Wednesday, September 2, 2020

WEDNESDAY WISDOM: What You Know That Just Ain't So


"It ain't so much the things that people don't know that makes trouble in this world, as it is the things that people know that just ain't so."   
Mark Twain     


Marcie and I have a white Amazon Echo at our house that we mostly use to play our favorite music. Sometimes we use our music selections to send affectionate messages to each other.  

On the evening of our 45th anniversary a few weeks ago, Marcie wanted Alexa to play "You've Made Me So Very Happy." I was beaming at her tender sentiment.

"Alexa, play 'You Make Me Happy' by Chicago," she told the machine.

Alexa then announced a song we never heard of: "You Make Me Dance" by "Shades of Chicago." Clearly this was not what Marcie was looking for.

"Alexa, stop."

Marcie tried again, this time enunciating her instructions more sweetly and carefully: "Alexa, please play 'You Made Me So Happy' by Chicago."

Alexa proceeded to play a different song we never heard of, again with "happy" in the title and Chicago in the name of the group, but definitely not "You've Made Me So Very Happy."

"Alexa, stop!" Marcie quickly interjected.

"You tell her," she told me in frustration. "She listens better to you than to me. And it is by Chicago, right?"

"Yes," I replied. "I'm quite sure it is."  

I tried giving instructions, speaking slowly and clearly in my best "Alexa, I'm the boss here" voice. "Alexa, play 'You've Made Me So Very Happy' by Chicago."

Same result: strange song, strange group.

"Alexa, STOP!!!"

Now I too was irritated with Alexis' recalcitrance.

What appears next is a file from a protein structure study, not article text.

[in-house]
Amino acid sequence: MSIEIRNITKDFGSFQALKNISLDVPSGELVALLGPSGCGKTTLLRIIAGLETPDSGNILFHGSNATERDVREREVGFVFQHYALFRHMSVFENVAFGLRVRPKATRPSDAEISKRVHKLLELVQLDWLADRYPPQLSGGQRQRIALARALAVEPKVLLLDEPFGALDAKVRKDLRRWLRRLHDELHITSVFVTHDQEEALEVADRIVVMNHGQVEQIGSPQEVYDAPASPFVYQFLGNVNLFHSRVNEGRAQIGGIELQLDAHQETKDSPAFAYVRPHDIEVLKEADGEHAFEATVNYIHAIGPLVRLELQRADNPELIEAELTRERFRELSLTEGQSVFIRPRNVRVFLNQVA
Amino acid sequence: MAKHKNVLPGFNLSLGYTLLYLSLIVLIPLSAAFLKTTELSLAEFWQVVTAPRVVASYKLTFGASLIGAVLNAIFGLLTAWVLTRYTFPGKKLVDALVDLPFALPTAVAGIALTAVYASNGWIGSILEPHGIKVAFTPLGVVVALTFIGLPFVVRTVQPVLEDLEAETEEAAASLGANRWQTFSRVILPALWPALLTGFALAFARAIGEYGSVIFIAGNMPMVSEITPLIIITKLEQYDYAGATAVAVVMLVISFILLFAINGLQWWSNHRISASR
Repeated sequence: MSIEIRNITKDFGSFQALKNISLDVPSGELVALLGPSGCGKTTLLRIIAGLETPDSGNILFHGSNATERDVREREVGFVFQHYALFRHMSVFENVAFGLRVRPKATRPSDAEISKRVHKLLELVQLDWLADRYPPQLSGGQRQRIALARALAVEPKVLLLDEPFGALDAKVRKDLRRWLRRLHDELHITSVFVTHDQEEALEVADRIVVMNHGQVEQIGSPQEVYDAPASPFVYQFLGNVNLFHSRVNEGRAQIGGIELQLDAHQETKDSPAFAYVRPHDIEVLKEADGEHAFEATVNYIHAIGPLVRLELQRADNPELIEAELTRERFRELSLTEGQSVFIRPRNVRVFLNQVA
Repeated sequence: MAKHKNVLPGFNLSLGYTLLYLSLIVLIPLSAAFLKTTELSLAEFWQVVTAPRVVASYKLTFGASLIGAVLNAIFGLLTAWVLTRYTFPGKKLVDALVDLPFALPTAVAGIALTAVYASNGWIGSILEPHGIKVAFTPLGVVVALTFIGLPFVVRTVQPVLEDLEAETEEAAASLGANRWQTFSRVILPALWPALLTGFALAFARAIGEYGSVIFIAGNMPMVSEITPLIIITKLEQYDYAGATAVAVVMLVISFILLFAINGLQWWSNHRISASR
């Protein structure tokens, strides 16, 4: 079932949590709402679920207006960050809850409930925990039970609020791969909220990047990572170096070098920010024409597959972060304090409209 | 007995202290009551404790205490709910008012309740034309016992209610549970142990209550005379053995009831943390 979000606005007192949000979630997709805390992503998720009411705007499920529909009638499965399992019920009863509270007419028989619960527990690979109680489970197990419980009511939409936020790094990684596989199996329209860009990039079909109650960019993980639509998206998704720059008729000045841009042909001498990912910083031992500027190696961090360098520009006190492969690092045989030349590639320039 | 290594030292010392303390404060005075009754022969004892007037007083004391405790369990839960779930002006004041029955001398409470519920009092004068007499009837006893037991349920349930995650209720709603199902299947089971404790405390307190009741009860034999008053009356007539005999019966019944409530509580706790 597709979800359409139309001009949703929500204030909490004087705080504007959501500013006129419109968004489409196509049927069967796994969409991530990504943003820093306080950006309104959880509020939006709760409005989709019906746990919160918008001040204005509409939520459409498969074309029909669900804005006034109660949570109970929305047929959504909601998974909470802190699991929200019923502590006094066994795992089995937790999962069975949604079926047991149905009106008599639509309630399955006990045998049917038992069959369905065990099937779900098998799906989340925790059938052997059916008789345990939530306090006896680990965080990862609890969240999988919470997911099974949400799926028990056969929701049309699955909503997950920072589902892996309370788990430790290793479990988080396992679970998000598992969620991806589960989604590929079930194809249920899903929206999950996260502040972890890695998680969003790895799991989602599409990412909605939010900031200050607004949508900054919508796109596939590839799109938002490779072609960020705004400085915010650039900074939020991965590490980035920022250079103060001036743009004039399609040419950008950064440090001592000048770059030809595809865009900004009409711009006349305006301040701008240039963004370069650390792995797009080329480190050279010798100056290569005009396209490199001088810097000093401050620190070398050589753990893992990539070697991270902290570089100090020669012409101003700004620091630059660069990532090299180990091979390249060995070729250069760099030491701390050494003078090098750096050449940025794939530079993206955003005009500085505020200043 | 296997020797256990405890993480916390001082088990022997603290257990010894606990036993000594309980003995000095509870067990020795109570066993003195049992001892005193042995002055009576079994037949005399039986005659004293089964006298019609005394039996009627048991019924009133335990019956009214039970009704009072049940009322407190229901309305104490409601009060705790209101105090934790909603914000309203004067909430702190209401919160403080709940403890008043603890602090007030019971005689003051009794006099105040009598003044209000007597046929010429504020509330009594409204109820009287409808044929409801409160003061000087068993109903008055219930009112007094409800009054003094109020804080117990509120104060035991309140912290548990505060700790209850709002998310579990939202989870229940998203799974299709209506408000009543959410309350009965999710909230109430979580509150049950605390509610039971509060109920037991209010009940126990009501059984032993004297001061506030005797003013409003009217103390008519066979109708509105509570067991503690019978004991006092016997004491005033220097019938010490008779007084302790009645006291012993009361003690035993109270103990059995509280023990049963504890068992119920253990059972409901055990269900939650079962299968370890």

"Why don't you look it up and play it on your iPad," I suggested to Marcie.

Within a few seconds she reported, "Here's the problem: It's 'You've Made Me So Very Happy' by Blood, Sweat & Tears, NOT by Chicago."

"Alexa, play 'You've Made Me So Very Happy' by Blood, Sweat & Tears."

Alexa then played the correct song. By then, unfortunately, the magical moment was gone, but it was fun to hear.

* * * * *

This little episode may hold a lesson for all of us.

It suggests that it might be helpful sometimes to ask ourselves, "Besides confusing Chicago with Blood, Sweat & Tears, are there other areas in my life in which I should allow for the possibility that what I 'know" perhaps 'just ain't so'"?

From my good friend Nancy Kline, the author of Time to Think, I have learned that all of us operate our lives on the basis of a wide collection of underlying assumptions (what we "know"). While most of them are true, some of them are not true (what "just ain't so") and can limit our ability to think clearly for ourselves and achieve the best results.  

On occasion, a bit of faulty information - such as who recorded "You've Made Me So Very Happy"- gets in the way of a positive outcome. Other times, we have drawn the wrong conclusions from an experience, either our own or someone else's. These can create untrue and limiting assumptions, which can block high-quality thinking and action.

Self-confidence is a useful character trait, but in too strong a dosage, it can injure us. Being TOO SURE, TOO COCKY, can be dangerous. By mixing a little shot of humility with our self-confidence, we can formulate a healthy antidote to knowing too much that just ain't so. With humility, we can question our assumptions from time to time and we can recognize those that might be untrue and might be inhibiting our best thinking.  

This simple act of questioning what we "know" to be true can create a burst of great thinking. I have learned that a wellspring of good ideas often lies just beneath an untrue limiting assumption. Powerful breakthroughs result from identifying and then thinking beyond "what we know that just ain't so."

And it will definitely improve our relationship with Alexa or Siri.

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